Discogs & Ebay
Like many vinyl collectors, over the years I’ve used the Discogs website to get information about pressing history. Although Discogs does give information on prices of the items I search for, I prefer to use eBay “sold” listings to value albums, unless the album is very rare, in which case eBay possibly won’t have any recent sales. In addition, eBay listings are often quite generic, and omit important pressing information which can dramatically affect value.
I rarely take any notice of current item prices, unless it’s an auction and there are already bids on an item. People can ask any price they want for an album, but, much like property and car sales, it’s only when the item actually sells that the true value is established.
The Discogs App
Unlike eBay, Discogs reliably provides very detailed information on pressings and issues, and offers an excellent system for cataloguing your collection. It will find releases by title and artist, catalogue number, bar code (where present), and by matrix number. Entering any of these pieces of information into Discogs search field will bring up a lot of data and images of the various pressings, release dates, whether it’s a reissue, where it was stamped, and so on.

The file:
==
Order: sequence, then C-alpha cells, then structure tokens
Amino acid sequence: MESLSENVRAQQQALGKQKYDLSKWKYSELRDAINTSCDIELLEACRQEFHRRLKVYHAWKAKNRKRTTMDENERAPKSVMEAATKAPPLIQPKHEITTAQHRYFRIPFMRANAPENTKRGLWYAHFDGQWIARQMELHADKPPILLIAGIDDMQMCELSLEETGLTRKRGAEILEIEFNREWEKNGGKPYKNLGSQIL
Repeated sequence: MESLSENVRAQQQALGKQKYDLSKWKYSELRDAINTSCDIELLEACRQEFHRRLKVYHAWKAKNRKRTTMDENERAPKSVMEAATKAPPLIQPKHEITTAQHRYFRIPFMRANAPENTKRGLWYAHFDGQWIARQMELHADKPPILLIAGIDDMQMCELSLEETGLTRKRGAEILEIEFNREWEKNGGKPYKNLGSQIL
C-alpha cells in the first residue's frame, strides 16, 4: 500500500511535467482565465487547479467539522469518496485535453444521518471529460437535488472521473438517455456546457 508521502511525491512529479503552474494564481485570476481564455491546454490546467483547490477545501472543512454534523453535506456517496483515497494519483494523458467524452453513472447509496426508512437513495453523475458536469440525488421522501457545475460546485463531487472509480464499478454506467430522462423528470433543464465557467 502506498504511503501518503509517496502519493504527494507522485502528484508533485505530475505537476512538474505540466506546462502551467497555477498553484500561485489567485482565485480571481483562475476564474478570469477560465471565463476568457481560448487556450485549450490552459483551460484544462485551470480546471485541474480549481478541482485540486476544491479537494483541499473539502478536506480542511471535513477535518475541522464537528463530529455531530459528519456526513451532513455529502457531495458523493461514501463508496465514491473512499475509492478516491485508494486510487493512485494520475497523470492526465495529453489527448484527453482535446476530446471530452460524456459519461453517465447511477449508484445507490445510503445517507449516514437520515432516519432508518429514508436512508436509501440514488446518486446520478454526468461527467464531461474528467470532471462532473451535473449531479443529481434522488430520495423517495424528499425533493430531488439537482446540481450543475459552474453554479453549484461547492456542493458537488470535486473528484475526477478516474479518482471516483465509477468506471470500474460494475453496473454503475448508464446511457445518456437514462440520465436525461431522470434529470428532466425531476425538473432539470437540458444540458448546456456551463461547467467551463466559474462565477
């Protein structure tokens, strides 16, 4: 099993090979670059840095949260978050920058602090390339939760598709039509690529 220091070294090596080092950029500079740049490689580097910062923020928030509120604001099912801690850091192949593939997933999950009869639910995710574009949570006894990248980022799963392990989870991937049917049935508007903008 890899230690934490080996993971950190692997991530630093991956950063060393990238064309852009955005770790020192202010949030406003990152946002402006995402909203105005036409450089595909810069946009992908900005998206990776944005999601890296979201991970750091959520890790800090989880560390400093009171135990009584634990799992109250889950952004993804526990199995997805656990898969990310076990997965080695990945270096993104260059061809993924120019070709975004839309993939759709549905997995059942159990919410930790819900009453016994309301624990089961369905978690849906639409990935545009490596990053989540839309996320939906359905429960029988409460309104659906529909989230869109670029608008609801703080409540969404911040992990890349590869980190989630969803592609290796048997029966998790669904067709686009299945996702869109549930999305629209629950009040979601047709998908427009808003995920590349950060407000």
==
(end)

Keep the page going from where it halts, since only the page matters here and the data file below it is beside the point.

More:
If you want to use Discogs to keep an inventory of your collection, simply create a free account and start adding items you own to your Discogs collection. You can even use Discogs to store a list of items you’d like to own. Discogs will give you a general value estimate. If you really want a bit more accuracy with the worth of your collection, you need to dig deeper into the issue details to locate the specific pressing you own (or want). Discogs’ search engine is truly excellent for this purpose.
Cataloguing My Collection
I set out to catalogue my entire collection a few weeks ago. So far, I’ve only added around 270 albums. If you want a good indication of what an item is worth, you need to spend a few minutes to make sure you accurately match issue and pressing information. It isn’t a quick process.
I find the fastest way to catalogue properly is to enter the matrix information in the run-out area or “dead wax” of each record I am adding via Discogs. This certainly gives a more accurate result immediately, but by also viewing data on the covers and liners, I discovered that some of my vinyl does not match the cover in terms of issue origin or date.